Crimes UnspokenThe Rape of German Women at the End of the Second World War
Crimes Unspoken
The Rape of German Women at the End of the Second World War
Translated by Nick Somers
The soldiers who occupied Germany after the Second World War were not only liberators: they also brought with them a new threat, as women throughout the country became victims of sexual violence. In this disturbing and carefully researched book, the historian Miriam Gebhardt reveals for the first time the scale of this human tragedy, which continued long after the hostilities had ended.

Discussion in recent years of the rape of German women committed at the end of the war has focused almost exclusively on the crimes committed by Soviet soldiers, but Gebhardt shows that this picture is misleading. Crimes were committed as much by the Western Allies – American, French and British – as by the members of the Red Army. Nor was the suffering limited to the immediate aftermath of the war. Gebhardt powerfully recounts how raped women continued to be the victims of doctors, who arbitrarily granted or refused abortions, welfare workers, who put pregnant women in homes, and wider society, which even today prefers to ignore these crimes.

<i>Crimes Unspoken</i> is the first historical account to expose the true extent of sexual violence in Germany at the end of the war, offering valuable new insight into a key period of 20th century history.
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  • January 2017 (hb)
    March 2020 (pb)
  • 350 pages
  • 160 x 232 mm / 6 x 9 in
Available Formats
  • Hardback $69.95
  • 9781509511204
  • Paperback $19.95
  • 9781509541669
  • Open eBook $56.00
  • 9781509511235
Table of Contents
  • Contents
  • Acknowledgements
  • Introduction
  • Chapter 1 Seventy years too late
  • Wrong victims?
  • How many were affected
  • Sexual aggression against men
  • A word about method
  • Chapter 2 Berlin and the East Ð chronicle of a calamity foretold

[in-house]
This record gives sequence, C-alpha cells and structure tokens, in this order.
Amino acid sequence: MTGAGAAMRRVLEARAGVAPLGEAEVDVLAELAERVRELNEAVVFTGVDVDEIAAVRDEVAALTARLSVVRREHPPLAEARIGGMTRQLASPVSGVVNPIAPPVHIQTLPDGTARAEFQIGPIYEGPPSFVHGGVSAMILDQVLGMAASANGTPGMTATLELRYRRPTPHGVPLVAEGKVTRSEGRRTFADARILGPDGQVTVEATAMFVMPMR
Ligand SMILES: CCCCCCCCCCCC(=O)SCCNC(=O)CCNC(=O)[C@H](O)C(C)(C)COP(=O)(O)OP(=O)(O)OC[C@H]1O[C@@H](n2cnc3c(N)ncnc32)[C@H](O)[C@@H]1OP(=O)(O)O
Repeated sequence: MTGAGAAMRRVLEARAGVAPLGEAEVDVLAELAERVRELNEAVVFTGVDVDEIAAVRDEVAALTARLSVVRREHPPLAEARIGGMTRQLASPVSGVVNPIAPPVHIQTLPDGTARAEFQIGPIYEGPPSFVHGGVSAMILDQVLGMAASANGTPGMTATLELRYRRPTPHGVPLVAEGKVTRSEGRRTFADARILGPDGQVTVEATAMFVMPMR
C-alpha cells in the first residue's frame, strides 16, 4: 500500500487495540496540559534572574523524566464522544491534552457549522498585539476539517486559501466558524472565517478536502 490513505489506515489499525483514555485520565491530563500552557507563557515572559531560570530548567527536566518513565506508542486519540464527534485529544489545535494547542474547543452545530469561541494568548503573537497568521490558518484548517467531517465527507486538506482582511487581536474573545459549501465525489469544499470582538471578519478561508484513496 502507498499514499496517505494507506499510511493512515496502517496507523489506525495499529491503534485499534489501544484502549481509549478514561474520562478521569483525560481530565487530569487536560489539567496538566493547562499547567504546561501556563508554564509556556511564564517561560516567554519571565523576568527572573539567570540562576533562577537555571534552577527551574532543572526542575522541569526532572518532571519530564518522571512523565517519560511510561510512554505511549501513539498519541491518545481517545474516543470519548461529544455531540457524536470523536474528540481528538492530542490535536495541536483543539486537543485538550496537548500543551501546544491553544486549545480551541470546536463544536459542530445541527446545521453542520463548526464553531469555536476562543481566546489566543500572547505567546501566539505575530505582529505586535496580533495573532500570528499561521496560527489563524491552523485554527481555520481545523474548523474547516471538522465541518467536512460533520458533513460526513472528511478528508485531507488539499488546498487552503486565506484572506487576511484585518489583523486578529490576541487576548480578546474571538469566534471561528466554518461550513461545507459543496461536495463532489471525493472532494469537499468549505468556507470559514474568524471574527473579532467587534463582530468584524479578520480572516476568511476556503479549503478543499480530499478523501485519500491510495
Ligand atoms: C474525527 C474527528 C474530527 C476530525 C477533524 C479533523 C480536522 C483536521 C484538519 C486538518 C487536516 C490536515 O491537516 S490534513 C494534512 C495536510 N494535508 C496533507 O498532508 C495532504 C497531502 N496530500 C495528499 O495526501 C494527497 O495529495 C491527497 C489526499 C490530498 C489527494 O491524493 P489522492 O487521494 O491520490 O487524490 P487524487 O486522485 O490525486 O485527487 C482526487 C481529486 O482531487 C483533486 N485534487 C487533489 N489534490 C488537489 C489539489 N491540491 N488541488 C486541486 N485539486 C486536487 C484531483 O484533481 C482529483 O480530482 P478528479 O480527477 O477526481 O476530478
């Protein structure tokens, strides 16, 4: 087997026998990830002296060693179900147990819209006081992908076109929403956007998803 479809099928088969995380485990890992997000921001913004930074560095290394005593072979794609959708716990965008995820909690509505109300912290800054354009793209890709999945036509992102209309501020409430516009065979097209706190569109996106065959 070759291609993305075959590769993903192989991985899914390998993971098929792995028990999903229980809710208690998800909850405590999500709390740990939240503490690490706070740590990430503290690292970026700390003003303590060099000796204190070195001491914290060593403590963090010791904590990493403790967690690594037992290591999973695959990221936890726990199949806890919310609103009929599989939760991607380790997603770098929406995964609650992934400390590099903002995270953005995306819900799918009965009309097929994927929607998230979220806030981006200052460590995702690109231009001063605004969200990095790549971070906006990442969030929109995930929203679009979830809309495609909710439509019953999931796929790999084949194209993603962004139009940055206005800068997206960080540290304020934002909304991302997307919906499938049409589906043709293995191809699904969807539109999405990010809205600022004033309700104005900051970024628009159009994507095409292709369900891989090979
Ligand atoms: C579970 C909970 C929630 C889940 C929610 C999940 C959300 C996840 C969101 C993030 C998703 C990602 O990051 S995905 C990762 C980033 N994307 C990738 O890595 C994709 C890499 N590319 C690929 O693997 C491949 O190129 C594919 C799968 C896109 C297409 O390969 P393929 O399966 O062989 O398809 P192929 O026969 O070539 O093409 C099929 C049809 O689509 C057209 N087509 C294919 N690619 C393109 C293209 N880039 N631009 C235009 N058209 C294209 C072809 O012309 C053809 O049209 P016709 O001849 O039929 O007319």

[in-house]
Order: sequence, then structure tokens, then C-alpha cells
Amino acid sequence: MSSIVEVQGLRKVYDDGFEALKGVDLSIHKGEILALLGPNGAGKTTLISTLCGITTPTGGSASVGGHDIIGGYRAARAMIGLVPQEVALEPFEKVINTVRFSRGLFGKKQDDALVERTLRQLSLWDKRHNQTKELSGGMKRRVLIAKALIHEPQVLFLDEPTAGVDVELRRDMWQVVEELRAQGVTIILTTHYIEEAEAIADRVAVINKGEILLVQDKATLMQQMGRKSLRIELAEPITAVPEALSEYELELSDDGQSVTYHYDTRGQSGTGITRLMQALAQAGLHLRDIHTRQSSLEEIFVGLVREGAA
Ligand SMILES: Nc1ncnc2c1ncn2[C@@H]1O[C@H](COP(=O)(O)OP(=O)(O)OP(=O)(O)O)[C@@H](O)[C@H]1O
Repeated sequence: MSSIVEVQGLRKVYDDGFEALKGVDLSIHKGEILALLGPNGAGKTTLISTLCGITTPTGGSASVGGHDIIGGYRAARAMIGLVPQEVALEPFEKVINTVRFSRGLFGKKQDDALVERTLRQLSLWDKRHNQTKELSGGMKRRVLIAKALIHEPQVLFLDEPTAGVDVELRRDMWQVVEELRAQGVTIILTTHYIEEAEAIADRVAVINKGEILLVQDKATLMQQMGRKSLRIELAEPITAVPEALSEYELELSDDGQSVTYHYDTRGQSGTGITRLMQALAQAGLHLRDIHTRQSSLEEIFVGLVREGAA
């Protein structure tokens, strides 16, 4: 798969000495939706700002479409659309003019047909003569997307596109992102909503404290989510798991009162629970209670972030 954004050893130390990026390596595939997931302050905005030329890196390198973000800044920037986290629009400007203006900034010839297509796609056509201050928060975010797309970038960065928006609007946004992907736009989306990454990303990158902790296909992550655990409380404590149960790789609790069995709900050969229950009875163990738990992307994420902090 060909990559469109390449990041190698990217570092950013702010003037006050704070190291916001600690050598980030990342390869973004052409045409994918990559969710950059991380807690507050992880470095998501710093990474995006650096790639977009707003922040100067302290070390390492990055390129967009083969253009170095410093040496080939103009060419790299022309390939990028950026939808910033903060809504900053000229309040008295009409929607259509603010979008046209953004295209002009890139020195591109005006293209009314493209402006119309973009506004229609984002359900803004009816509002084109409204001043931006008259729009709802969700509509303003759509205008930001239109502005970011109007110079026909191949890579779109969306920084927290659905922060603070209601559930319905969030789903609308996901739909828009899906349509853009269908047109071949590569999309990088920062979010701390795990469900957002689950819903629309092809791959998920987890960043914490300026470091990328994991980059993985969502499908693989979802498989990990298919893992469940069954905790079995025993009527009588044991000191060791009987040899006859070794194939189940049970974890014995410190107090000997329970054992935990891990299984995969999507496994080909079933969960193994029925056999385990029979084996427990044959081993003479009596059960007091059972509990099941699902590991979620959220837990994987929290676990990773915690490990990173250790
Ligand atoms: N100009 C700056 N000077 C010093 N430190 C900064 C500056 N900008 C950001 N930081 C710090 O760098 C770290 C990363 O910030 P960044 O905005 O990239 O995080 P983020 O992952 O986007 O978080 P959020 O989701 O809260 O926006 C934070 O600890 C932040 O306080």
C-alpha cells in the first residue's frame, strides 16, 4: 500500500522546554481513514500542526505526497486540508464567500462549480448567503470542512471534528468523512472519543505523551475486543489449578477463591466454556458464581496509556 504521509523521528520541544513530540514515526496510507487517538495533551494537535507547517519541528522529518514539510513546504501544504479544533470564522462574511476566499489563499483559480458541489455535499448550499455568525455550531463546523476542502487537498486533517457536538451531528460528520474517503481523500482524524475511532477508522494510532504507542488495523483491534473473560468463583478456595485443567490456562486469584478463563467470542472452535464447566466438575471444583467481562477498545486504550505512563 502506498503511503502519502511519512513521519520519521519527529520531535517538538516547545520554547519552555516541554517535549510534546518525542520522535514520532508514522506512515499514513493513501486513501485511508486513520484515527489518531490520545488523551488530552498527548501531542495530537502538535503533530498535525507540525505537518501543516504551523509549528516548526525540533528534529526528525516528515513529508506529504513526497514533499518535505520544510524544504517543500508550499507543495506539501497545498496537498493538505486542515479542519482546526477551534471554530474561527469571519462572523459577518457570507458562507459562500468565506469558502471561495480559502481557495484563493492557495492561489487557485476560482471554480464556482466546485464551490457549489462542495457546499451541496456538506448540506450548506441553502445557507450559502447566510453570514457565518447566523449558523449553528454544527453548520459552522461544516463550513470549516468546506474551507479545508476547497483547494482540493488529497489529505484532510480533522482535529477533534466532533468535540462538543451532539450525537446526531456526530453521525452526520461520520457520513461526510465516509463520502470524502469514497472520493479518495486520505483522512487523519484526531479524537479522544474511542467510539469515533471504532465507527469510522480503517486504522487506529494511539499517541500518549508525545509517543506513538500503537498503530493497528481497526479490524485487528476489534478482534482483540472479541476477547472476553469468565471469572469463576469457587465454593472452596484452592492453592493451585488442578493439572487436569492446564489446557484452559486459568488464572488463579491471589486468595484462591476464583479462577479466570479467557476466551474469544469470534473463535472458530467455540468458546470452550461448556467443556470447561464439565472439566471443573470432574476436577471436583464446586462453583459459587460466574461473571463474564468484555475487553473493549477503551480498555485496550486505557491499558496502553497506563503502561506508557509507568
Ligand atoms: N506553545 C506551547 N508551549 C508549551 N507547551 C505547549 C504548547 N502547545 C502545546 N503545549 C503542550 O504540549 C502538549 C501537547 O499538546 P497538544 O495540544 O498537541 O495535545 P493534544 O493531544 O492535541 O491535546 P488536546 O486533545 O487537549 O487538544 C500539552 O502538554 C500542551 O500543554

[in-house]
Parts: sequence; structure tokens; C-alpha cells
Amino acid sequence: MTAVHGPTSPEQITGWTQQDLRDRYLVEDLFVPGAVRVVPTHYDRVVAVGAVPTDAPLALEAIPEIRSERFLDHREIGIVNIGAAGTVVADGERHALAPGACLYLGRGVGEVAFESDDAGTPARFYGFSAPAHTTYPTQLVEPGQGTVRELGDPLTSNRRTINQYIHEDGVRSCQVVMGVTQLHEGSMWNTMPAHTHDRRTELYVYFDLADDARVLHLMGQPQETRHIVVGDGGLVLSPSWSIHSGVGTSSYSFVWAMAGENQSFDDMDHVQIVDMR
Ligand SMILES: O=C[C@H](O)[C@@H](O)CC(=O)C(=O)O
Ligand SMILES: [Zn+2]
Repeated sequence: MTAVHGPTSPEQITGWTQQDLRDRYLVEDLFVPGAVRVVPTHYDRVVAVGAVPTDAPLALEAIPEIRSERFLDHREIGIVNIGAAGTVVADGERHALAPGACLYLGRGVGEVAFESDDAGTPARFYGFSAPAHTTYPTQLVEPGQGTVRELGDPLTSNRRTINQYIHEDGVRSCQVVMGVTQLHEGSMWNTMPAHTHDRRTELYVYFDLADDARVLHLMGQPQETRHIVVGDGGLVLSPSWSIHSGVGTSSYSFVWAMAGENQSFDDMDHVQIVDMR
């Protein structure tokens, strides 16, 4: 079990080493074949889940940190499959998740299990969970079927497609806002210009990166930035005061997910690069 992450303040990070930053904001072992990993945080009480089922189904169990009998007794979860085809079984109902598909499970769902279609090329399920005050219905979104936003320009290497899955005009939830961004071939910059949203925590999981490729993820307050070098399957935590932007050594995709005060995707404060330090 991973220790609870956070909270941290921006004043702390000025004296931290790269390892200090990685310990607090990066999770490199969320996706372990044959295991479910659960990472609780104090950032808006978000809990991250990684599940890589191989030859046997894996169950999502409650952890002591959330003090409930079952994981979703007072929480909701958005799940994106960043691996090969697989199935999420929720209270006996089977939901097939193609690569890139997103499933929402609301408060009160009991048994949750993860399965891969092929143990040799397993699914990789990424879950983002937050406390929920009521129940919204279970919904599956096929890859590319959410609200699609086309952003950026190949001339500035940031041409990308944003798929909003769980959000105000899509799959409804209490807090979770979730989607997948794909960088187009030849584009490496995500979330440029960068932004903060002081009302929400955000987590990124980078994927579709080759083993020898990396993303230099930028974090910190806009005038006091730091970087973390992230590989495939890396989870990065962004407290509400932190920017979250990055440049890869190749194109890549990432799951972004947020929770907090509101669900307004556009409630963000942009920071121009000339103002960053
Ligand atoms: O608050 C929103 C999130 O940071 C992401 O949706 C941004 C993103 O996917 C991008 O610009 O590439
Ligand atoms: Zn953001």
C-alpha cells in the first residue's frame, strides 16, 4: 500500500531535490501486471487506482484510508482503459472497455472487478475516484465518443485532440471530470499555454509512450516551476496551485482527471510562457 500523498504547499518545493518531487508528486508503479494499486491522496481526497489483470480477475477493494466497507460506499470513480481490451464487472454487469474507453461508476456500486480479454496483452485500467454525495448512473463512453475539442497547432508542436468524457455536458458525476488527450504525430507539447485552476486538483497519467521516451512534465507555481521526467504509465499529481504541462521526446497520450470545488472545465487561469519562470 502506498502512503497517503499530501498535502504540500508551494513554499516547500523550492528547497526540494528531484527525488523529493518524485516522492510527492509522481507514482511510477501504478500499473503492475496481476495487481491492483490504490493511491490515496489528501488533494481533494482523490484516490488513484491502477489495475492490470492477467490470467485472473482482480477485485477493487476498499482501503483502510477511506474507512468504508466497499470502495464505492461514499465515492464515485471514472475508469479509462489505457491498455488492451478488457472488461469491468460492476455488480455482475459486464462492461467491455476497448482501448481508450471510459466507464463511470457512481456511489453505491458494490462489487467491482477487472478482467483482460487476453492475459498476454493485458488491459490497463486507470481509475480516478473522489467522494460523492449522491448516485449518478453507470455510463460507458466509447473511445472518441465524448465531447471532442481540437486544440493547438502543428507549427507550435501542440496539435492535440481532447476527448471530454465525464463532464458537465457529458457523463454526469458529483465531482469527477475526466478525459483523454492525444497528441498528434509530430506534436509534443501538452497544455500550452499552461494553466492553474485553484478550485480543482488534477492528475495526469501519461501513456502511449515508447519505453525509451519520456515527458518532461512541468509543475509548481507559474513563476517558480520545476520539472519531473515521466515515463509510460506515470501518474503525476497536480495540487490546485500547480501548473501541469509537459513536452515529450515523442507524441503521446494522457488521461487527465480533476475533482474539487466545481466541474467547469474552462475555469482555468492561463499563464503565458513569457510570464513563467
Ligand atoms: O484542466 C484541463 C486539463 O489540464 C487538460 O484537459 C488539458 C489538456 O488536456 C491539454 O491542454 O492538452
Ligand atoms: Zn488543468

• The great fear
  • The Red Army comes
  • Berlin
  • One year on
  • Extracts from police reports
  • A different perspective
  • Chapter 3 South Germany Ð who will protect us from the Americans?
  • No one’s time
  • Moderate indignation
  • A ‘feeling of great insecurity among our soldiers’
  • Discussion
  • A ‘sexual conquest of Europe’?
  • Unbroken assertion of power by the occupiers
  • Parallels and differences
  • Chapter 4 Pregnant, sick, ostracized Ð approaches to the victims
  • Victims twice over
  • Fraternization
  • The abortion problem
  • No one’s children
  • ‘The other victims are also taken care of’
  • First the French, then the public authorities
  • ‘I love this child as much as the others’
  • Chapter 5 The long shadow
  • The effects of the experience of violence
  • The myth of female invulnerability
  • ‘Anonymous’ and the censorship of memory
  • Duties of loyalty
  • First feminist protests
  • Helke Sander’s ‘BeFreier’ and the German victim debate
  • The past today
  • Notes
  • Sources and selected literature
  • Index
About the Author
Miriam Gebhardt is an historian and journalist who teaches at the University of Konstanz.
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"Miriam Gebhardt has uncovered swathes of new evidence relating to the rape of German women in the US Zone of Occupation. Her book adds a further dimension to our knowledge of life in Germany in the immediate aftermath of the war." - Giles MacDonogh, historian and author

"Miriam Gebhardt's study is not the first that explores the experiences of circa 860.000 German women, who were raped by Allied soldiers in the aftermath of the Second World. But it shifts the focus from the notorious mass rape of Soviet soldiers to the members of the American, British and French forces and estimates that at least 190.000 German women experienced sexual violence by them. With her excellent study she thus challenges the common picture of the 'honourable' Western allied armies."- Karen Hagemann, University of North Carolina at Chapel Hill

"A harrowing and highly recommended work of scholarship."- Times Higher Education Supplement

"A meticulous and fascinating study into the victims of World War II who are rarely considered, much less written about." - History of War

“Gebhardt’s book deserves serious attention. It will force historians to take into consideration the ubiquity of rape across occupied Germany. Moreover, her claims about how German politicians instrumentalized women’s suffering for nationalist purposes without taking it seriously are well taken and instructive. One hopes that while future historians will pay greater attention to the complicated moral stakes of this topic, they will also recognize their debt to Gebhardt’s pathbreaking intervention.”
Journal of Modern History

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